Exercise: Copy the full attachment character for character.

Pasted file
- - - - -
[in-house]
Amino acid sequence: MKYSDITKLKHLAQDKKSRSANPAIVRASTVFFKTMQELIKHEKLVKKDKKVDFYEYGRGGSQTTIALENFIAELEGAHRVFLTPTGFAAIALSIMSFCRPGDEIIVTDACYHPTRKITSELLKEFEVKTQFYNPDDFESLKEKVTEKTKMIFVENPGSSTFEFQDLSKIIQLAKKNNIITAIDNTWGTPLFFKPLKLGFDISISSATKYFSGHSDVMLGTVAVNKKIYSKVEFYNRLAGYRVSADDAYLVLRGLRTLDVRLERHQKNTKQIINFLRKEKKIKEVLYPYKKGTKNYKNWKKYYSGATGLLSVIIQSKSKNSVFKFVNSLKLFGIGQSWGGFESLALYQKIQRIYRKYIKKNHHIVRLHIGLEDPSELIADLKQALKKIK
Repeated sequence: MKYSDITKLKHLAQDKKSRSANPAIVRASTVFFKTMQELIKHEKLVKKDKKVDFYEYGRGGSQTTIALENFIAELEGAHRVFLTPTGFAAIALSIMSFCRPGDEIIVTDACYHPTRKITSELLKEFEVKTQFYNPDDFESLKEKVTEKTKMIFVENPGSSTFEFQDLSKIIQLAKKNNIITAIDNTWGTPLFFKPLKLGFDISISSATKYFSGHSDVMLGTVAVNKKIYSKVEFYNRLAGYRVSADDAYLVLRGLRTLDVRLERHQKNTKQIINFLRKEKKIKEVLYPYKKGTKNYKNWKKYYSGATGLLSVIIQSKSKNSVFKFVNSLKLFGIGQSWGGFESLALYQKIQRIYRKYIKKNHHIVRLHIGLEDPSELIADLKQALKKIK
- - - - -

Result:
[in-house]
Amino acid sequence: MKYSDITKLKHLAQDKKSRSANPAIVRASTVFFKTMQELIKHEKLVKKDKKVDFYEYGRGGSQTTIALENFIAELEGAHRVFLTPTGFAAIALSIMSFCRPGDEIIVTDACYHPTRKITSELLKEFEVKTQFYNPDDFESLKEKVTEKTKMIFVENPGSSTFEFQDLSKIIQLAKKNNIITAIDNTWGTPLFFKPLKLGFDISISSATKYFSGHSDVMLGTVAVNKKIYSKVEFYNRLAGYRVSADDAYLVLRGLRTLDVRLERHQKNTKQIINFLRKEKKIKEVLYPYKKGTKNYKNWKKYYSGATGLLSVIIQSKSKNSVFKFVNSLKLFGIGQSWGGFESLALYQKIQRIYRKYIKKNHHIVRLHIGLEDPSELIADLKQALKKIK
Repeated sequence: MKYSDITKLKHLAQDKKSRSANPAIVRASTVFFKTMQELIKHEKLVKKDKKVDFYEYGRGGSQTTIALENFIAELEGAHRVFLTPTGFAAIALSIMSFCRPGDEIIVTDACYHPTRKITSELLKEFEVKTQFYNPDDFESLKEKVTEKTKMIFVENPGSSTFEFQDLSKIIQLAKKNNIITAIDNTWGTPLFFKPLKLGFDISISSATKYFSGHSDVMLGTVAVNKKIYSKVEFYNRLAGYRVSADDAYLVLRGLRTLDVRLERHQKNTKQIINFLRKEKKIKEVLYPYKKGTKNYKNWKKYYSGATGLLSVIIQSKSKNSVFKFVNSLKLFGIGQSWGGFESLALYQKIQRIYRKYIKKNHHIVRLHIGLEDPSELIADLKQALKKIK